LEGAL STANDARD

  Rule 12(b)(6) of the Federal Rules of Civil Procedure provides for the dismissal of a complaint, in whole or in part, for failure to state a claim upon which relief can be granted. Dismissal is appropriate only if, accepting all factual allegations in the complaint as true and "drawing all reasonable inferences in the plaintiff's favor, no relief could be granted under any set of facts consistent with the allegations in the complaint." Trump Hotels & Casino Resorts, Inc. v. Mirage Resorts Inc., 140 F.3d 478, 483 (3d Cir. 1998).

  In deciding a motion to dismiss, the Court should consider the allegations in the complaint, exhibits attached to the complaint and matters of public record. See Pension Benefit Guar. Corp. v. White Consol. Indus., Inc., 998 F.2d 1192, 1196 (3d Cir. 1993). The Court may also consider "undisputedly authentic" documents where the plaintiff's claims are based on the documents and the defendant has attached a copy of the document to the motion to dismiss. Id. The Court need not assume that the plaintiff can prove facts that were not alleged in the complaint, see City of Pittsburgh v. West Penn Power Co., 147 F.3d 256, 263 (3d Cir. 1998), nor credit a complaint's "bald assertions" or "legal conclusions." Morse v. Lower Marion Sch. Dist., 132 F.3d 902, 906 (3d Cir. 1997).

  When considering a Rule 12(b)(6) motion, the Court's role is limited to determining whether the plaintiff is entitled to offer evidence in support of the claims. See Scheuer v. Rhodes, 416 U.S. 232, 236 (1974). The Court does not consider whether the plaintiff will ultimately prevail. See id. In order to survive a motion to dismiss, the plaintiff must set forth information from which each element of a claim may be inferred. See Kost v. Kozakiewicz, 1 F.3d 176, 183 (3d Cir. 1993). The defendant bears the burden of establishing that the plaintiff's complaint fails to state a claim upon which relief can be granted. See Gould Elecs. v. United States, 220 F.3d 169, 178 (3d Cir. 2000).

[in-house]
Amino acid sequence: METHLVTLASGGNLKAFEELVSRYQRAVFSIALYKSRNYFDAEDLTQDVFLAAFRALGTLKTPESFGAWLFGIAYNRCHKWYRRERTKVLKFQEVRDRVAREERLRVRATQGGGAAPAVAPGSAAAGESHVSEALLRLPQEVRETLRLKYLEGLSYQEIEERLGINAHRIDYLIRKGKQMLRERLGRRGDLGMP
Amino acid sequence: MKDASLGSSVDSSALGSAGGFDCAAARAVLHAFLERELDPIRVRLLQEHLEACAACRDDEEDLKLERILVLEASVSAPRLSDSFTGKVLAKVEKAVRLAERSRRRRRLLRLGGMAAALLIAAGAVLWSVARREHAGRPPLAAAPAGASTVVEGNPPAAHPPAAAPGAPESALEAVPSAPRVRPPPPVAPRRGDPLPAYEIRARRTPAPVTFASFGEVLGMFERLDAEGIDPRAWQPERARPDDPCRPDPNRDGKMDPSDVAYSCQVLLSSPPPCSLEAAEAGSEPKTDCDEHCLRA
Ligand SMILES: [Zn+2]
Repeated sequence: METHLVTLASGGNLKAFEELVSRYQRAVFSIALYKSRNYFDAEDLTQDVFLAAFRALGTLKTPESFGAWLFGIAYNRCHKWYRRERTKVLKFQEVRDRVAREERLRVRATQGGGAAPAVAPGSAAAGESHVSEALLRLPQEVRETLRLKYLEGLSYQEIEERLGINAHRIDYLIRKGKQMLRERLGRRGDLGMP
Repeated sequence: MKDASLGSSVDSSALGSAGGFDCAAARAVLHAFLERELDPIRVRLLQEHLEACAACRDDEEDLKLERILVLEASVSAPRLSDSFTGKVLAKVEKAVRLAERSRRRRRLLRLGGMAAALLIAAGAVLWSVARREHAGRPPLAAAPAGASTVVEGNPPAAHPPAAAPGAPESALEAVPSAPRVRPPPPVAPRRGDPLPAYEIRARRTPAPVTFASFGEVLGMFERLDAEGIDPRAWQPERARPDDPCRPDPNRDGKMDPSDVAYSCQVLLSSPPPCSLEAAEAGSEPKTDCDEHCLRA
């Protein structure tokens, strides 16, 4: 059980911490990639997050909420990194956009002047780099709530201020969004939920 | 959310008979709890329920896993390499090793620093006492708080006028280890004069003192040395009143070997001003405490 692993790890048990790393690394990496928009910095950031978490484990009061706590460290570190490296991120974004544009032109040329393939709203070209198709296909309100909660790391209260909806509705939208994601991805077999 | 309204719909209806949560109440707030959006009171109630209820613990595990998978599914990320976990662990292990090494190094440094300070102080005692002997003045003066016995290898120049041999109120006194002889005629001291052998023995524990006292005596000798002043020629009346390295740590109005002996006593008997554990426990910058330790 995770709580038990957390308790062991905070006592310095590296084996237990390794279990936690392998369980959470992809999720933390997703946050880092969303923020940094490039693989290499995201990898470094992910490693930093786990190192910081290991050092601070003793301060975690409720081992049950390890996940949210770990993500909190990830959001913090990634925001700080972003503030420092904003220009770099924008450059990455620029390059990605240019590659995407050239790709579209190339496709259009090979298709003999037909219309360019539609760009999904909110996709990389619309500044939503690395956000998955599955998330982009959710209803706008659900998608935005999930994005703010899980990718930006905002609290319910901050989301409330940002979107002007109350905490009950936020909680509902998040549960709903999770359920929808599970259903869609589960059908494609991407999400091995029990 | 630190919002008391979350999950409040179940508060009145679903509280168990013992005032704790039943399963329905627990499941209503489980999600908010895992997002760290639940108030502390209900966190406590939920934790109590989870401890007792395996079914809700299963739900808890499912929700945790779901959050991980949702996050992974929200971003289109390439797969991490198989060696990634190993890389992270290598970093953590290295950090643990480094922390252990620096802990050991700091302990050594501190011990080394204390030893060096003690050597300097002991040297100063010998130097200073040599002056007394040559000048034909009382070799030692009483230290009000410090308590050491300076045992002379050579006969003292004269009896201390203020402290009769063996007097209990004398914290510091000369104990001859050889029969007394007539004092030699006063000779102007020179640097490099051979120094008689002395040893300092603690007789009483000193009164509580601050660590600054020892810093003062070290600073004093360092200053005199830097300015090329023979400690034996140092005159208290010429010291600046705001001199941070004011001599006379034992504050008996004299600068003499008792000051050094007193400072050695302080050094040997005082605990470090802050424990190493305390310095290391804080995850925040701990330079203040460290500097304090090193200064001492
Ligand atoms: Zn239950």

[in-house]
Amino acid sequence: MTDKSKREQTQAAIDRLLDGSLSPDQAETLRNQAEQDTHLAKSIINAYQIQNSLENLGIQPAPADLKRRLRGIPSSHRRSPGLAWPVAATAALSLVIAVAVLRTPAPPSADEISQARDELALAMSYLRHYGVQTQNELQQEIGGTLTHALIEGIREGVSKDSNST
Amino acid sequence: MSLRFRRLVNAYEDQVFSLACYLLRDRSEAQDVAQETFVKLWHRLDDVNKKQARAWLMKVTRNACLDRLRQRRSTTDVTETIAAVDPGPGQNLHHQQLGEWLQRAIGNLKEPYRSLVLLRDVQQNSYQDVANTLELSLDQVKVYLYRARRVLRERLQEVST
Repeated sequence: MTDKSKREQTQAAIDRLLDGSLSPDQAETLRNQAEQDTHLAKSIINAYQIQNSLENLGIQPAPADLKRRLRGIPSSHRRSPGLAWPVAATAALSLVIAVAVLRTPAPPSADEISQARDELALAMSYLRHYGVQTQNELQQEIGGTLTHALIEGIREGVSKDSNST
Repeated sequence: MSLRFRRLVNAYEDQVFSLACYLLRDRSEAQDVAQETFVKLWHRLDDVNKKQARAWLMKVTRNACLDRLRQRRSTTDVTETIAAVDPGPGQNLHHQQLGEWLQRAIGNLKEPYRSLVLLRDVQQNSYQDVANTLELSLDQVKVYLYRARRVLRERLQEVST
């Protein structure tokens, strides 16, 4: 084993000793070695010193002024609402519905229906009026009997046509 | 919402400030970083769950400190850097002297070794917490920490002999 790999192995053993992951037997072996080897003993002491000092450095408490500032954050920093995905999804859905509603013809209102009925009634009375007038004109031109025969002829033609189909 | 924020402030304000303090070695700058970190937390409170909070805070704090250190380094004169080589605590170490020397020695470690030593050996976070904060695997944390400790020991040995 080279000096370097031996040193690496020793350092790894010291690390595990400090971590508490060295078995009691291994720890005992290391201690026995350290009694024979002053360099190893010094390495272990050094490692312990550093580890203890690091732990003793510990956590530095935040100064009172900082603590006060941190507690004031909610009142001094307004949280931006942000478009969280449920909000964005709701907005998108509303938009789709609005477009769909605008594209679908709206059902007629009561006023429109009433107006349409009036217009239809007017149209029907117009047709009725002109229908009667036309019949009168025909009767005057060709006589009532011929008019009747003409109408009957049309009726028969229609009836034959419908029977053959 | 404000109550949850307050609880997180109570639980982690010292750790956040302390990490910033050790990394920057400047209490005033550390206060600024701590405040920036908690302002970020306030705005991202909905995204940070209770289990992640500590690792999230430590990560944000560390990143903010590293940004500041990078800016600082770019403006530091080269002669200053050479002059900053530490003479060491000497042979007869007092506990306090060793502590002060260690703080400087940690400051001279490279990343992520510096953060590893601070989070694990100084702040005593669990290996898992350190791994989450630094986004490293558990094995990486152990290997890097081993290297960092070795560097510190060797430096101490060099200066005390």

The Third Circuit Court of Appeals has emphasized a policy of liberally interpreting pro se complaints, so Plaintiff's complaint should be held to less stringent standards than formal pleadings drafted by lawyers. See Weaver v. Wilcox, 650 F.2d 22, 26 (3d Cir. 1981); Henderson v. Fisher, 631 F.2d 1115, 1117 (3d Cir. 1980); see also Haines v. Kerner, 404 U.S. 519, 520-21 (1972) (per curiam).

  DISCUSSION

  a. Standing

  Defendants raise a number of issues in their motions to dismiss concerning lack of standing. Standing doctrine determines whether a litigant is entitled to have the court decide the merits of a dispute or of particular issues. Allen v. Wright, 468 U.S. 737, 750-51 (1984) (quoting Warth v. Seldin, 422 U.S. 490, 498 (1975)). The requirement of standing has a core component that is derived directly from the Constitution and embraces several judicially self-imposed limits on the exercise of federal jurisdiciton. Id. at 751. One such limit is the general prohibition on litigants raising another person's legal rights. Id. Plaintiffs run afoul of this limitation in two ways. ...